Many Iowa farmers are headed for a solid harvest, according to Pro Farmer Midwest Crop Tour data.
“I was on the garden route in both (Iowa and Minnesota),” said accountant Paul Neiffer, who scouted the western leg of the Pro Farmer Midwest Crop tour. “We probably saw the best corn in each state,” with 11 of 14 samples in Iowa delivering a yield check of more than 200 bu. per acre.
This year does look to be a strong one for Iowa. According to crop tour data, Iowa farmers could see an estimated corn yield of 180.25 bu. per acre and soybean potential of 1,219 pods in a 3’x3’ square.
“I think it’s really healthy Iowa crop,” said scout Kurt Line, who farms in Illinois. “Things on my route were very consistent for the most part.”
That represents a slight increase from last year, when Iowa samples gave an estimated corn yield of 178.75 bu. per acre and a 3’x3’ pod count of 1173.59.
Those numbers match up with what Jim Yoder, a farmer in Wellman, Iowa, and a scout on the tour’s western leg, expected. “I don’t think (the crops) will be quite as good as last year,” he said. “The thing that’s really hurt us (on corn) is late leaf disease.”
In 2014, Iowa planted 13.7 million acres of corn, producing 2.4 billion bushels with an average yield of 178 bu. per acre. This year, USDA has forecasted an average corn yield of 183 bu. per acre for Iowa.
That estimate may be a touch high for many farmers, who are worrying about how the cloudy, cool days of 2015 may have affected their growing season and yield potential.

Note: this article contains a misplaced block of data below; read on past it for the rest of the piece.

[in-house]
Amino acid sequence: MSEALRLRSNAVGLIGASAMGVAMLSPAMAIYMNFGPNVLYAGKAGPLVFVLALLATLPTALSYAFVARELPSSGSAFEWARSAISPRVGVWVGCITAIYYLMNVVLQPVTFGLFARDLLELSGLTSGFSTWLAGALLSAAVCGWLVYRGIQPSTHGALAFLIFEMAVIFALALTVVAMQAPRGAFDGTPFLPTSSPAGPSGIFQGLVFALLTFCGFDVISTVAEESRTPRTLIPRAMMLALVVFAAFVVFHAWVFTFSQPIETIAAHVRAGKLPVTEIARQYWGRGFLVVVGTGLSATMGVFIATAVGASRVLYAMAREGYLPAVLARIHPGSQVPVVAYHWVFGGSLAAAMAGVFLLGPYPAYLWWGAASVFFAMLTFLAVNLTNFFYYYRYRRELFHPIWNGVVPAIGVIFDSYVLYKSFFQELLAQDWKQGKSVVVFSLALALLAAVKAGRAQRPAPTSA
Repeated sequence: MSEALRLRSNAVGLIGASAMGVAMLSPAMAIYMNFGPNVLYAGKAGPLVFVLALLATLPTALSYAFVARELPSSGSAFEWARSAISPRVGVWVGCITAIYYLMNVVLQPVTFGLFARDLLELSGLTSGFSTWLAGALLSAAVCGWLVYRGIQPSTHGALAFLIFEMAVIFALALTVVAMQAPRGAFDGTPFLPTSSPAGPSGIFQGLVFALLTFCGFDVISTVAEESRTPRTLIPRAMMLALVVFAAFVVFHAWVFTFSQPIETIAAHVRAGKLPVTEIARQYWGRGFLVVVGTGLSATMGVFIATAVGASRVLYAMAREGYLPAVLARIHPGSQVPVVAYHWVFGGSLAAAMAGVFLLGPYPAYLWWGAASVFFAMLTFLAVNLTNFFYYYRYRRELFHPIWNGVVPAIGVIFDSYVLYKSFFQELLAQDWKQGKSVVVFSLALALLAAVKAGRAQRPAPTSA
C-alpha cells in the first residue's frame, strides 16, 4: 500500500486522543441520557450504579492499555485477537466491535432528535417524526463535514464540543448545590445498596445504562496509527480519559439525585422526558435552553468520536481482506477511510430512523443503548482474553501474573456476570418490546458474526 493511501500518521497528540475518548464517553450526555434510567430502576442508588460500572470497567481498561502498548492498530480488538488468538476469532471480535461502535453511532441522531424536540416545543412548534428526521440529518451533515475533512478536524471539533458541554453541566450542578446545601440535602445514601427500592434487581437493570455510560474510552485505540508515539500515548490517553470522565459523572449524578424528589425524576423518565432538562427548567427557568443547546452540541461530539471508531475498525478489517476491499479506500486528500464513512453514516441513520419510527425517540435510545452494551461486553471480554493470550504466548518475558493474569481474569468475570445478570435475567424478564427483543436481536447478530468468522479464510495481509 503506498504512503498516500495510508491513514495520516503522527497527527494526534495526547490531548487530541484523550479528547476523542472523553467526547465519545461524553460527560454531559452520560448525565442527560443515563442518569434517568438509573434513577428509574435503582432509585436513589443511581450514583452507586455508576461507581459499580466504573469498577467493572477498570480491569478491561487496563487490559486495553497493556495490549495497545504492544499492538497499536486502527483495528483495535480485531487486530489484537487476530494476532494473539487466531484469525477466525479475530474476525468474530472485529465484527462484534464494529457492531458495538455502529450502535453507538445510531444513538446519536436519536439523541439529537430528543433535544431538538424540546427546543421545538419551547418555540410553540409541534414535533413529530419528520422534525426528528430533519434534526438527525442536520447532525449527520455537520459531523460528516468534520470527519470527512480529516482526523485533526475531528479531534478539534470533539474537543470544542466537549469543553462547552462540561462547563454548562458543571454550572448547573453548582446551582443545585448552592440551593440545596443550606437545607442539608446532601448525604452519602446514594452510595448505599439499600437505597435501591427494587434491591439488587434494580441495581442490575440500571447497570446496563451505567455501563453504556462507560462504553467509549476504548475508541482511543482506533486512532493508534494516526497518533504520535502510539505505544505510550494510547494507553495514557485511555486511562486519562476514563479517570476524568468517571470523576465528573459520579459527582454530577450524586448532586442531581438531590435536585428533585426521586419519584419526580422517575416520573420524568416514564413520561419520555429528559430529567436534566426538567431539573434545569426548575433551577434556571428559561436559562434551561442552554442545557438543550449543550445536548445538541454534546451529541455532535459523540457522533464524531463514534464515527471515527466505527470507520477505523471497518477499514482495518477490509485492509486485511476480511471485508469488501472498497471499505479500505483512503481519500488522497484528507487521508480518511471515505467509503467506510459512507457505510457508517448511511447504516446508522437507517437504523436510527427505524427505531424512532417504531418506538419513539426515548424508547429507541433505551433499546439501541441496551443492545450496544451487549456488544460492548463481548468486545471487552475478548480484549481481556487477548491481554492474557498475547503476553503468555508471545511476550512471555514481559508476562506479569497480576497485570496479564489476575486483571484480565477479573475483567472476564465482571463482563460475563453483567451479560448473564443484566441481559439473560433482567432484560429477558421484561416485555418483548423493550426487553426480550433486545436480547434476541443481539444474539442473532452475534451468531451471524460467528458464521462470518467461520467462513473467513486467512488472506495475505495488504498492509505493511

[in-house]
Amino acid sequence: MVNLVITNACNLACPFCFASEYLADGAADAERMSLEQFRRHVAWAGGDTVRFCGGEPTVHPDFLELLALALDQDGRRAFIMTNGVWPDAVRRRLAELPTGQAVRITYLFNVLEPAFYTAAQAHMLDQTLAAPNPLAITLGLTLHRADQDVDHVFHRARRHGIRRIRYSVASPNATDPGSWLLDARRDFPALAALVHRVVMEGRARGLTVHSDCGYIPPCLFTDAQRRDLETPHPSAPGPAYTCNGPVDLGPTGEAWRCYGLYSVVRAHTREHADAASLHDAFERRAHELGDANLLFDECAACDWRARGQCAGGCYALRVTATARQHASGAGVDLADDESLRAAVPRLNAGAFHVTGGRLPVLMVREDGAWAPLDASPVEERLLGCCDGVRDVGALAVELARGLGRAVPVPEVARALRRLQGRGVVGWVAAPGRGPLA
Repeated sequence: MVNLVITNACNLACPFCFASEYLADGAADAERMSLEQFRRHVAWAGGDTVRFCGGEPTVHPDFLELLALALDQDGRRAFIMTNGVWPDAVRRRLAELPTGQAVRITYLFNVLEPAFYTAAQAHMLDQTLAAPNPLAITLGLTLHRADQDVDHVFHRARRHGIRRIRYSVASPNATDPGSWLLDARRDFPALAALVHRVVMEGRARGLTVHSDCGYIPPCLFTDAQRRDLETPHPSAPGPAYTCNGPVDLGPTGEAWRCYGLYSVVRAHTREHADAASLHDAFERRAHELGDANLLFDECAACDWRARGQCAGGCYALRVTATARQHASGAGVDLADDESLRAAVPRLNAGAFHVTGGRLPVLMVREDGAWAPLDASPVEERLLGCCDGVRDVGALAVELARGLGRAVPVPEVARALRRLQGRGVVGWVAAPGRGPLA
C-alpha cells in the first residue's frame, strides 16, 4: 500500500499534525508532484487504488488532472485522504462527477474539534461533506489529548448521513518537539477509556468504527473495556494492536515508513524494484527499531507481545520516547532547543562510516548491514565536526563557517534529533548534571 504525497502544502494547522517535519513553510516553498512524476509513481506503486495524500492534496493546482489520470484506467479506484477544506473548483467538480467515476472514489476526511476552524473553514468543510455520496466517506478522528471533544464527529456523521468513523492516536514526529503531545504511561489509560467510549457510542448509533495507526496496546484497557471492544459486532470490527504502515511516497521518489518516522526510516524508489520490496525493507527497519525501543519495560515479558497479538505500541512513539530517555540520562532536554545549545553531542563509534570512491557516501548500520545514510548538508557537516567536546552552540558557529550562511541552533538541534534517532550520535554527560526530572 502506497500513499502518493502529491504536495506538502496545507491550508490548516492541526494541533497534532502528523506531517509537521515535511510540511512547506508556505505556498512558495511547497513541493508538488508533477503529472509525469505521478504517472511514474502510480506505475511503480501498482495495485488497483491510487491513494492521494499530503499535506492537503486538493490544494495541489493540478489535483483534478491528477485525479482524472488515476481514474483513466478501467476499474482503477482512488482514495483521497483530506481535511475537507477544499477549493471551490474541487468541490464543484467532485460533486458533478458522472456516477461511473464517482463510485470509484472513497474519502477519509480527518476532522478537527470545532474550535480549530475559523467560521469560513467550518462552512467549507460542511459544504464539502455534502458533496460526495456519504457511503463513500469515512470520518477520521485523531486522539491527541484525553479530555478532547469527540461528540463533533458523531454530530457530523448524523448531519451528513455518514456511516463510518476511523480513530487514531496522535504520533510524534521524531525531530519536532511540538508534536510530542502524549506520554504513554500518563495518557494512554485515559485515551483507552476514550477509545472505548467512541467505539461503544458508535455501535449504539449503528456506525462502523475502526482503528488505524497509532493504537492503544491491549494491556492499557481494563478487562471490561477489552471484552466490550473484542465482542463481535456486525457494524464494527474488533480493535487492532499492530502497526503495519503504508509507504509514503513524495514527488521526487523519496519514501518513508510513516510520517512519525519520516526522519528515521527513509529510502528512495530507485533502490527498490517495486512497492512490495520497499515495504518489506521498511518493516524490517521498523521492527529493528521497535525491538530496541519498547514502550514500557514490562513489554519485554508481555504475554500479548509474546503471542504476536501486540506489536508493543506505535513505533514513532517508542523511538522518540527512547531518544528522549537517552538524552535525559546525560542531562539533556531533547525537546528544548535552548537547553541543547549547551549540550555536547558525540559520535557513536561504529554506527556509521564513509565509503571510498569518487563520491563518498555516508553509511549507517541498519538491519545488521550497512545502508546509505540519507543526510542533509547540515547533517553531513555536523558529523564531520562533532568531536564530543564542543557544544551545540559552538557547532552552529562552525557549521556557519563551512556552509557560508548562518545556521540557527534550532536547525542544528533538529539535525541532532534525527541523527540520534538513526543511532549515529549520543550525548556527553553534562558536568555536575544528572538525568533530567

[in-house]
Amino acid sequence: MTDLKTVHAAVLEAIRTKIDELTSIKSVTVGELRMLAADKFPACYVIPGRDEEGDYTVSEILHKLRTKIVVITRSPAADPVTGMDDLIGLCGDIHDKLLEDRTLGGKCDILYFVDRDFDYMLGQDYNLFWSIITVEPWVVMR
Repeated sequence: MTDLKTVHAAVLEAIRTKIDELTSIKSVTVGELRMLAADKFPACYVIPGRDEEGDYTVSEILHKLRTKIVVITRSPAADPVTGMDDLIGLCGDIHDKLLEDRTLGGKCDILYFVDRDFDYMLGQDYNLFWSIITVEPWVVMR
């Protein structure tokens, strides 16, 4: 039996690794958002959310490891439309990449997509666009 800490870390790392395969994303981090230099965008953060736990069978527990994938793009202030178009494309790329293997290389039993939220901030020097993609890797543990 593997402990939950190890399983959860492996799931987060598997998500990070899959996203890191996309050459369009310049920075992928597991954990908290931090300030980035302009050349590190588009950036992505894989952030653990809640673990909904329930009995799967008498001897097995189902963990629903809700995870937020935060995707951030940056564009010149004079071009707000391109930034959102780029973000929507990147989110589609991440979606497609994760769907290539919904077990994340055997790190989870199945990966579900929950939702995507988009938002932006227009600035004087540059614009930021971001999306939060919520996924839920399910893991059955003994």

“I think (the corn crop) needs sunshine and some warmer temperatures to slow-cook it and fill those kernels,” said Ellwood Line, a farmer in Illinois. “Sunshine makes grain at this time of year.”
As for Iowa beans, their solid pod counts still have enough time to translate into greater yield, especially given recent rains. “The soybeans definitely have enough moisture,” Line said.
They are also generally healthy, with the exception of aphids and sudden death syndrome. “I saw small patches of sudden death syndrome and some insect pressure,” said Sam Schmidt, general manager of The Agronomic Consulting Group in West Point, Neb. “If the SDS set in earlier, it would have been more detrimental. But I don’t think it will have a large impact on yield.”
Last year, Iowa planted 9.9 million acres of soybeans, producing 506 million bushels with an average yield of 51.5 bu. per acre, according to USDA. The agency expects that to rise to 52 bu. per acre in 2015.
For more information:
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